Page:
At the end of our lunch, Orth asked me if he could take a photo of me at our restaurant. He liked to keep a record of the people he was hanging out with, he said. He Tweeted it. I didn't see it at first. He'd made his Twitter feed private. But shortly after our lunch ended, he added me as a follower. One of his game developer friends saw the photo and replied that it was as if hell had frozen over. "I mark that encounter as a big point of moving forward in my journey," he says. Frankly, I'm flattered and glad to have helped him find a happier place with that lunch. I don't regret our reporting, but I do regret any pain I caused him with a tactless private message.
Orth expects the kind of Internet rage he went through to keep burning. He's past it, but he knows that soon, someone else will become the new Adam Orth. "There's no way to stop it," he says. But he's heartened by signs that some game development studios and Internet companies are trying to find ways for the pockets of the Internet that they're involved with to be more positive.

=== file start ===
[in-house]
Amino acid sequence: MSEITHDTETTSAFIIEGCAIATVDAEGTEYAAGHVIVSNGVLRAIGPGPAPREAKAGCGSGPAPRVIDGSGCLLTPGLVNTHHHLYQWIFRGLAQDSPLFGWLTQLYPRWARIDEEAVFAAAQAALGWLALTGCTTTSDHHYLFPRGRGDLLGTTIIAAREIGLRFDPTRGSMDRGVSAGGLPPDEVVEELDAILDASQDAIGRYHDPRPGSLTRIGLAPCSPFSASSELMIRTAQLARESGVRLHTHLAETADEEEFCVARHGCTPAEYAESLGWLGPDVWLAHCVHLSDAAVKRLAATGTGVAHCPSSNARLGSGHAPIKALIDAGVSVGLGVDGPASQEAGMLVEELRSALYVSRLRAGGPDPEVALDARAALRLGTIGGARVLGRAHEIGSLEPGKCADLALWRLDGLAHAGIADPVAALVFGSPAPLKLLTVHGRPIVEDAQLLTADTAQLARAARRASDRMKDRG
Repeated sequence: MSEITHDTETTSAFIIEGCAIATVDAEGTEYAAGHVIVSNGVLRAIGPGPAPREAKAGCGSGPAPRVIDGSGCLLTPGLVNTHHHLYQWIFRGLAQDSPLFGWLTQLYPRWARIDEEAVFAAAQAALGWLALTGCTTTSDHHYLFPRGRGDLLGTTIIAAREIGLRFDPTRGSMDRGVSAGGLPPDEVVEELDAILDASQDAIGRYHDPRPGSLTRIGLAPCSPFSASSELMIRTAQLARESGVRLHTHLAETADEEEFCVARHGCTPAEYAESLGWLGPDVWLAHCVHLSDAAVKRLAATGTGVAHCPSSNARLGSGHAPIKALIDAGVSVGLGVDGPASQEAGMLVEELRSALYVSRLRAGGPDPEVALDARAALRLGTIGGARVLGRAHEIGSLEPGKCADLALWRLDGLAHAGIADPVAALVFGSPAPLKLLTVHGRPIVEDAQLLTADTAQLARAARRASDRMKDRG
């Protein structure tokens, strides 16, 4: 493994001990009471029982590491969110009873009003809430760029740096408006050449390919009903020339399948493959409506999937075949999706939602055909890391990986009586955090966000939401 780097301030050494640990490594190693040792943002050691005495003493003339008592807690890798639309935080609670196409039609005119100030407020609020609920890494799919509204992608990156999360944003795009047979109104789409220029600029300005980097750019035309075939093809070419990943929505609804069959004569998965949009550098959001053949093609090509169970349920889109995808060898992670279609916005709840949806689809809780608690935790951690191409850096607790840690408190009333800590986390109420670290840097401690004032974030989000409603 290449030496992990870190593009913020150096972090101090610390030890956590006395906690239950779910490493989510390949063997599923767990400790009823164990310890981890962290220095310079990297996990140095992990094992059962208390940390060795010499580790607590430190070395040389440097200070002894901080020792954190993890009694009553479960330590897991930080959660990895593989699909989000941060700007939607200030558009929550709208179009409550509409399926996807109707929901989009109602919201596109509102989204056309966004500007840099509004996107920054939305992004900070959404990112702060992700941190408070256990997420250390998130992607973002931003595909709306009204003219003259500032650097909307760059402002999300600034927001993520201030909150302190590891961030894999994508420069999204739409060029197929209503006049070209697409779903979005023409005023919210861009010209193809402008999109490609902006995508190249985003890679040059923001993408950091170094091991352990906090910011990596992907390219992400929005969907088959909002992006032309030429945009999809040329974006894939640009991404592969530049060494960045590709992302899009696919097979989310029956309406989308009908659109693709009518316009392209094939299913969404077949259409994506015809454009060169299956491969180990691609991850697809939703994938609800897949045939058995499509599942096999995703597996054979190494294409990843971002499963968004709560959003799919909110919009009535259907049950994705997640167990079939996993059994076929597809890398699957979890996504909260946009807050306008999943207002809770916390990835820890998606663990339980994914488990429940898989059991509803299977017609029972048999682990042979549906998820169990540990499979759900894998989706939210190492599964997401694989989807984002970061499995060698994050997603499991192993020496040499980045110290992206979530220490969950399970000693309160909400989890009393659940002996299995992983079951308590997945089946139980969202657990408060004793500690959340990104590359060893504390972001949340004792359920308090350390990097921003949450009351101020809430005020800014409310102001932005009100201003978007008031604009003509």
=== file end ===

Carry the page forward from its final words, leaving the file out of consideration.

He does warn people to watch what they say on social media and to be really clear on what their employer does and doesn't allow. And he wants anyone who gets abuse like he got to keep their chin up and trust him that, as Smith and Romero told him, things get better. "It's not always going to be like this."
Orth: "I often tell people that this was the best thing that ever happened to me. It's hard for people to hear that, because they saw what happened."
It did get better for Orth, which leaves him saying things that he'd have never expected to say months ago, things I'm still surprised to be relaying.
"I often tell people that this was the best thing that ever happened to me," Orth says. "It's hard for people to hear that, because they saw what happened...But, you know, it was an amazing, life-changing experience for me. I wouldn't want to go back to the person I was before then."
He screwed up. He got mauled by the Internet. He changed. Really, he took his most famous advice to heart. He dealt with it, and he dealt with it well.